Homes in Grand Bayou, Louisiana.
Louisiana's Coastal Master Plan
Following Hurricanes Katrina and Rita in 2005, the Louisiana Legislature created the Coastal Protection and Restoration Authority (CPRA) and tasked it with coordinating the local, state, and federal efforts to achieve comprehensive coastal protection and restoration. To accomplish these goals, the CPRA was charged with developing a Coastal Master Plan to guide their work toward a sustainable coast.
Developed using the best available science and engineering, the Coastal Master Plan focuses efforts and guides the actions needed to sustain our coastal ecosystem, safeguard coastal populations, and protect vital economic and cultural resources.Additionally, the Coastal Master Plan provides the context needed to evaluate other activities in the coastal zone, including: transportation, navigation, and port projects; oil and gas development; ground water management and land use planning.
The Coastal Master Plan is much more than just a plan. It is the guiding document of CPRA and the efforts to protect and restore the Louisiana coast, built on a solid foundation of scientific and engineering principles. The first Coastal Master Plan was released in 2007 and is revised every five years.
For the 2012 Master Plan, scientists from all over the world were brought together to look for solutions to Louisiana's land loss problem. The 2012 Plan represents a state of the art blueprint for coastal restoration that works towards crecreating the natural processes that created the Mississippi River Delta and was passed unanimously by the Louisiana Legislature. The 2012 Coastal Master Plan is to be implemented over 50 years at a cost of $50 billion. Since the first Master Plan, over $18 billion has been secured for coastal protection and restoration projects.
Causes of Wetland Loss in Louisiana
You cannot point a finger at a singular cause of wetland loss in Louisiana. There are several factors that have played a role in Louisiana’s unprecedented wetland loss.
Oil and Gas Canals: Miles of canals and shipping channels dug by the oil and gas industry and the federal government to help navigate through coastal wetlands have also contributed to erosion and allowed saltwater to penetrate deep into coastal estuaries, killing vegetation and destroying essential habitat.
Oil and gas canals that have caused salt water intrusion on the Louisiana coast.
Subsidence: Subsidence is the sinking of the land surface over time. Areas of land that were built by the river, like the Mississippi River Delta, are susceptible to high rates of subsidence due to the volatile river sediment that is compacting over time. Areas that were once high enough to support vegetation, like in a marsh, drop over time. This causes land that never flooded to start flooding, and those plants can no longer survive.
Sea-Level Rise: Louisiana has some of the highest rates of relative sea-level rise in the world. The sea level is rising and the land is sinking. In the last century, there has been 3 feet of relative sea-level rise in southeast Louisiana. It is projected that in the next century we could see over 4 feet of relative sea-level rise in southeast Louisiana.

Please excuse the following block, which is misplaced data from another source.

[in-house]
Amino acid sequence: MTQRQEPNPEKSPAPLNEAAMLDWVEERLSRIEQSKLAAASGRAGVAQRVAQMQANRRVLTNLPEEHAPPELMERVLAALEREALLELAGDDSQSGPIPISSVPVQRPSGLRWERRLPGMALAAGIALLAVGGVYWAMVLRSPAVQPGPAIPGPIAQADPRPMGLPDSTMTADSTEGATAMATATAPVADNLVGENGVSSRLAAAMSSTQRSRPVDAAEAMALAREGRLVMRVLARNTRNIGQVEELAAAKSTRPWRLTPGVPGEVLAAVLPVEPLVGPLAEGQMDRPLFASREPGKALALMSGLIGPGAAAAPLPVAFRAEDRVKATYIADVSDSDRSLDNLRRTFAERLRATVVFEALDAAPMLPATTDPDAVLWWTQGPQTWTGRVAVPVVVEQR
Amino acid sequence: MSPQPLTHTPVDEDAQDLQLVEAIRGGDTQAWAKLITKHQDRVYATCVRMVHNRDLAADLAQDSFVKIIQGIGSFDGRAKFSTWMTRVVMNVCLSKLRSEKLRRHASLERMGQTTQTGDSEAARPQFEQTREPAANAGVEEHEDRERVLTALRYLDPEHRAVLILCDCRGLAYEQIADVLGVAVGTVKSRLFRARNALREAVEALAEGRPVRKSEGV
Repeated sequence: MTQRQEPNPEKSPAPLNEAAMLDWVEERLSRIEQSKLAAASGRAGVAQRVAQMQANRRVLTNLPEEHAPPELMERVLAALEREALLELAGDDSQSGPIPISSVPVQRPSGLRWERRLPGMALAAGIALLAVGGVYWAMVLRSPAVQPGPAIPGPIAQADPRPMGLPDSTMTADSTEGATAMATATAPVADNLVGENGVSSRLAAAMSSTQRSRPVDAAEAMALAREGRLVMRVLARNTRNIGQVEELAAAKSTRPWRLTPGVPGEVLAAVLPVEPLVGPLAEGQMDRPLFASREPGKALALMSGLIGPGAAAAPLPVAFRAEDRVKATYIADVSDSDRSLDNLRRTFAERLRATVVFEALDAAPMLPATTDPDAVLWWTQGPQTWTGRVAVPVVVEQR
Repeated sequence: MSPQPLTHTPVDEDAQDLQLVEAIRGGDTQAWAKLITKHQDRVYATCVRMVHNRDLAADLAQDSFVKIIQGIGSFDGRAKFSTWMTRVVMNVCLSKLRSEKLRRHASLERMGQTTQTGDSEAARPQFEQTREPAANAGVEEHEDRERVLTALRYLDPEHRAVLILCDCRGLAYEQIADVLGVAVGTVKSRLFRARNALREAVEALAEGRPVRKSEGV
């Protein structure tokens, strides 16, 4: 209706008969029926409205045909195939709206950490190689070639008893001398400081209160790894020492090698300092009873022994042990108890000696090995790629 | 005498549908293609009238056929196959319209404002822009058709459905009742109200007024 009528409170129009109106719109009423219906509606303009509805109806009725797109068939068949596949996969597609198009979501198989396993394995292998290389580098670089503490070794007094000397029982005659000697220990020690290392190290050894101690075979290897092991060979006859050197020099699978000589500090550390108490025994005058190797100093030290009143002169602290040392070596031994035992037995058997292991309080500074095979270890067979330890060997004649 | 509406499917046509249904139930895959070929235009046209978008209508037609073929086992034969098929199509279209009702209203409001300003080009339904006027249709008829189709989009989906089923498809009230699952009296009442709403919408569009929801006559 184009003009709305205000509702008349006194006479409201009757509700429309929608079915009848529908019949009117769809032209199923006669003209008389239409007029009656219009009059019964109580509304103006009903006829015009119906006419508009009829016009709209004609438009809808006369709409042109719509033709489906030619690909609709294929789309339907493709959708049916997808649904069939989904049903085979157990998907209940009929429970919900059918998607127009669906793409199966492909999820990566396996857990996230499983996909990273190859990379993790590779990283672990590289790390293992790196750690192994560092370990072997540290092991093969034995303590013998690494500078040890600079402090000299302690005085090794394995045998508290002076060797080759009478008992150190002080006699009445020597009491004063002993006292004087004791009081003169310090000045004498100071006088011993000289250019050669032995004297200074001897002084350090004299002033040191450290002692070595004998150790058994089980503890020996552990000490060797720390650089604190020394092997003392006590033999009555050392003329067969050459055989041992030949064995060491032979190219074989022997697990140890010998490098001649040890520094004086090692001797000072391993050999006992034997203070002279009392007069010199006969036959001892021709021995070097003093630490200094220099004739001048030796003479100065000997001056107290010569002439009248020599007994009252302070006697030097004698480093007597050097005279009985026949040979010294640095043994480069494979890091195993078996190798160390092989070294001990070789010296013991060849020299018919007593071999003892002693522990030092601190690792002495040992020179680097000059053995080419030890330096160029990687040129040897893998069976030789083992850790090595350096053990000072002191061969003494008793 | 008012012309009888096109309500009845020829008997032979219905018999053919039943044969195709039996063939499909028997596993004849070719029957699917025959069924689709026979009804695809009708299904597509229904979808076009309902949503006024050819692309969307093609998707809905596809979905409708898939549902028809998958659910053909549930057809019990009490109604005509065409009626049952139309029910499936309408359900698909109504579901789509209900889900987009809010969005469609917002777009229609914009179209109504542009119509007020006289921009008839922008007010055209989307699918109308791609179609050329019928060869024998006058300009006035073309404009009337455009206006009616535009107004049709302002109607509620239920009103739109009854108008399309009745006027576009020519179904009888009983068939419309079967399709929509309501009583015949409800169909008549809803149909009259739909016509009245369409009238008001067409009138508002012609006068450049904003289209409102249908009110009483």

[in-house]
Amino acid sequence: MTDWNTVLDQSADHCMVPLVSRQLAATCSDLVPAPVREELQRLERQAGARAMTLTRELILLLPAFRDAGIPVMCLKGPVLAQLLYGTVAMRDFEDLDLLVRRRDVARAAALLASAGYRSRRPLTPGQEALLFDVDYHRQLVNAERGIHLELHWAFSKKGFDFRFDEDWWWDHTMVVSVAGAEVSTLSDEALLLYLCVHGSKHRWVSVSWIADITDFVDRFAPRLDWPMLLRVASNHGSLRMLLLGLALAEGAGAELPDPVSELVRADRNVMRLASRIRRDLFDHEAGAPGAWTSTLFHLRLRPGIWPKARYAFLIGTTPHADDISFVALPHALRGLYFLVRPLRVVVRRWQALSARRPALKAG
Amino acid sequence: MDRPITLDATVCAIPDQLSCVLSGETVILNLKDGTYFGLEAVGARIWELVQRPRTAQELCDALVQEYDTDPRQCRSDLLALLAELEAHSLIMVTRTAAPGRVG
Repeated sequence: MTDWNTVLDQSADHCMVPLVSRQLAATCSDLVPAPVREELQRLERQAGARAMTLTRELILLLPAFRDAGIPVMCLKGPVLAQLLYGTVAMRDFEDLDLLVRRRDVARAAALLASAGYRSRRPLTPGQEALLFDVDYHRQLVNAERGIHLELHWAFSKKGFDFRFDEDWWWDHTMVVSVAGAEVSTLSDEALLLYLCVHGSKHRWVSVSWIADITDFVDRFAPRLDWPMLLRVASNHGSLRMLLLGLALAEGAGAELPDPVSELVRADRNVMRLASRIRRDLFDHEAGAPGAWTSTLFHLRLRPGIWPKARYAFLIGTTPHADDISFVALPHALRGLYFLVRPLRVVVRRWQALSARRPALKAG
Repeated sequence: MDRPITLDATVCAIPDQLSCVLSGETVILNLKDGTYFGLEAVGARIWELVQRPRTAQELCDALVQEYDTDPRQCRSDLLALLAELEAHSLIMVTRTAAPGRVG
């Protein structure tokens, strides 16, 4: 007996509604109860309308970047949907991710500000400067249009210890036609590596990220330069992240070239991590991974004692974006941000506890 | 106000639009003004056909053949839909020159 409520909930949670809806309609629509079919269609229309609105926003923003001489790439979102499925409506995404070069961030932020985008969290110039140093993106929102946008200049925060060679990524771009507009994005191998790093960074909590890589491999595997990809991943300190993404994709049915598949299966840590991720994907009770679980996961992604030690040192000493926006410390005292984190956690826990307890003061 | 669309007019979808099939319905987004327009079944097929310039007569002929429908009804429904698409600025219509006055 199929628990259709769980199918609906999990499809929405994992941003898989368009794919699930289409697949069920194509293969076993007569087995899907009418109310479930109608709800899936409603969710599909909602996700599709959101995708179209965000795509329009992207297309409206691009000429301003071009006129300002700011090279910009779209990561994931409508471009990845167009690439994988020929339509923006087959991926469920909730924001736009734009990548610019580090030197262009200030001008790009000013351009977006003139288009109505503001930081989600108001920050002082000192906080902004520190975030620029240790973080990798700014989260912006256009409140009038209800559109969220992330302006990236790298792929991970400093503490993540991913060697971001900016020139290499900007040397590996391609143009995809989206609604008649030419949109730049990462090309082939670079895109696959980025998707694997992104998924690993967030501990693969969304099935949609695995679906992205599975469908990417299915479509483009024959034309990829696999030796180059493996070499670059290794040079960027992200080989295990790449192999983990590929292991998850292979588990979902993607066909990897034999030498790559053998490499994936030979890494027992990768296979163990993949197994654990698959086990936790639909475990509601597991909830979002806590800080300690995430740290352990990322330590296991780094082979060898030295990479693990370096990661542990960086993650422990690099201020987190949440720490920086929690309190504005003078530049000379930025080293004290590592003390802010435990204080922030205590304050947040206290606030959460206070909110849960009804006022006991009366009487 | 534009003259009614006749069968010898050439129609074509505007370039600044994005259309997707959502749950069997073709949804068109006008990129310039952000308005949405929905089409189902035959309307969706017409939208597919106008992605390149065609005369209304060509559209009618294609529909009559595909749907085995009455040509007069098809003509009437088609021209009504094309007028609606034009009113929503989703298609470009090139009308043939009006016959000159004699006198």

Salt-Water Intrusion: Salt-Water Intrusion occurs when saline water moves into freshwater systems, which can lead to the destruction of certain ecosystems that are reliant on freshwater. Contributors to saltwater intrusion include bayous, navigation canals, drainage ditches and oil and gas canals. All provide conduits for saltwater to move inland. Saltwater intrusion can also be worsened by extreme events like hurricane storm surges. Sea level rise also contributes to saltwater intrusion.
Hurricanes: Hurricanes destroy wetlands with their windspeeds and torrential rains.
The impact of Hurricane Katrina on Louisiana wetlands.
Oil Spills: Oil and wetlands do not mix. When oil is released into the wetland ecosystem, the entire ecosystem is impacted from the tiniest of insects to the largest birds and fish.
River Levees: After the 1927 flood, federal flood protection levees were put along the Mississippi River to protect communities from disastrous flooding. While these levees have protected communities, they have disconnected the river from its delta. The Mississippi River built southern Louisiana over a period of 5,000 years. The river changed courses and delivered sediment across the coast, building the delta. Where the river flowed, large amounts of sediment sustained the land and wetlands, replinishing what was washed away by coastal waters. The river is now straight-jacketed; it cannot replinish the dying wetlands that are in desperate need of sediment. By reconnecting the river to its delta in strategic locations, we can return the natural land-sustaining power of the river.
Levees being built along the Mississippi River following the flood of 1927.
Types of Restoration Projects in the Coastal Master Plan
1. Sediment Diversions: Sediment diversion projects mimic nature’s historic landbuilding by using the power of the river to move sediment and fresh water into nearby basins. Sediment diversions can build new land. In addition, sediment diversions are critical for nourishing and helping sustain the existing wetlands by increasing their resistance to and recovery from storms and sea level rise. These created and sustained wetlands can provide wildlife and fisheries habitat and storm surge protection to communities. Sediment diversions are long-lived projects that accrue benefits to the environment over time and provide a source of sand and mud to increase and enhance the lifespans, stability and long-term benefits of nearby marsh creation, barrier island restoration and ridge restoration projects.